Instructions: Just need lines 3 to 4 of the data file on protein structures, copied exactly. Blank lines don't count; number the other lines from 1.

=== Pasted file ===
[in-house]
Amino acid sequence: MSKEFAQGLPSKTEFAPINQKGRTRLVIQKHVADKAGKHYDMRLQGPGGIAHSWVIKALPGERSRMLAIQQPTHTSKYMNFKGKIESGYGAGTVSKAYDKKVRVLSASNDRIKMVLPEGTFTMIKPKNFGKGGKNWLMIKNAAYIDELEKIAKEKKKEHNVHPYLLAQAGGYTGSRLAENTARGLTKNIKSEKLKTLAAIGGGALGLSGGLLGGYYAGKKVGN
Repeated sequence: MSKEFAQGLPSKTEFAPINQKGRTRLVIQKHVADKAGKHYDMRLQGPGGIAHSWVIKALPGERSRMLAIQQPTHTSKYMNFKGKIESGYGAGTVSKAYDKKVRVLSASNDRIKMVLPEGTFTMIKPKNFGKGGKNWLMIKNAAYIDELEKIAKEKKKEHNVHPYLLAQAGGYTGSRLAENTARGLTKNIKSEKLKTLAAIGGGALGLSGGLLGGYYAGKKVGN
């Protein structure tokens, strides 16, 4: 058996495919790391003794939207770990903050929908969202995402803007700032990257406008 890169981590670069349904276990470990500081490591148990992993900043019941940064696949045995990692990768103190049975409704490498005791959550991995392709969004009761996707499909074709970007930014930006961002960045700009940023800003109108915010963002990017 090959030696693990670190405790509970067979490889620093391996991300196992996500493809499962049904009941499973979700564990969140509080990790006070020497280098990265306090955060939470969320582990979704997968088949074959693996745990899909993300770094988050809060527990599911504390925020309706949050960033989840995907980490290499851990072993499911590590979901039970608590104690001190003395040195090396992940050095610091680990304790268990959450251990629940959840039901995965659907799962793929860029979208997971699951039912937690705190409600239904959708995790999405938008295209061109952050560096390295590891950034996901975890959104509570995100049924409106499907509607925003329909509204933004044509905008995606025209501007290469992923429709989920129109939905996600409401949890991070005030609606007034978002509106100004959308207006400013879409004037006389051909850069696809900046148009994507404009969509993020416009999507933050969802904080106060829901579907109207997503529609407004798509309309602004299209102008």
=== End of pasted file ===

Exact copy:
Repeated sequence: MSKEFAQGLPSKTEFAPINQKGRTRLVIQKHVADKAGKHYDMRLQGPGGIAHSWVIKALPGERSRMLAIQQPTHTSKYMNFKGKIESGYGAGTVSKAYDKKVRVLSASNDRIKMVLPEGTFTMIKPKNFGKGGKNWLMIKNAAYIDELEKIAKEKKKEHNVHPYLLAQAGGYTGSRLAENTARGLTKNIKSEKLKTLAAIGGGALGLSGGLLGGYYAGKKVGN
């Protein structure tokens, strides 16, 4: 058996495919790391003794939207770990903050929908969202995402803007700032990257406008 890169981590670069349904276990470990500081490591148990992993900043019941940064696949045995990692990768103190049975409704490498005791959550991995392709969004009761996707499909074709970007930014930006961002960045700009940023800003109108915010963002990017 090959030696693990670190405790509970067979490889620093391996991300196992996500493809499962049904009941499973979700564990969140509080990790006070020497280098990265306090955060939470969320582990979704997968088949074959693996745990899909993300770094988050809060527990599911504390925020309706949050960033989840995907980490290499851990072993499911590590979901039970608590104690001190003395040195090396992940050095610091680990304790268990959450251990629940959840039901995965659907799962793929860029979208997971699951039912937690705190409600239904959708995790999405938008295209061109952050560096390295590891950034996901975890959104509570995100049924409106499907509607925003329909509204933004044509905008995606025209501007290469992923429709989920129109939905996600409401949890991070005030609606007034978002509106100004959308207006400013879409004037006389051909850069696809900046148009994507404009969509993020416009999507933050969802904080106060829901579907109207997503529609407004798509309309602004299209102008």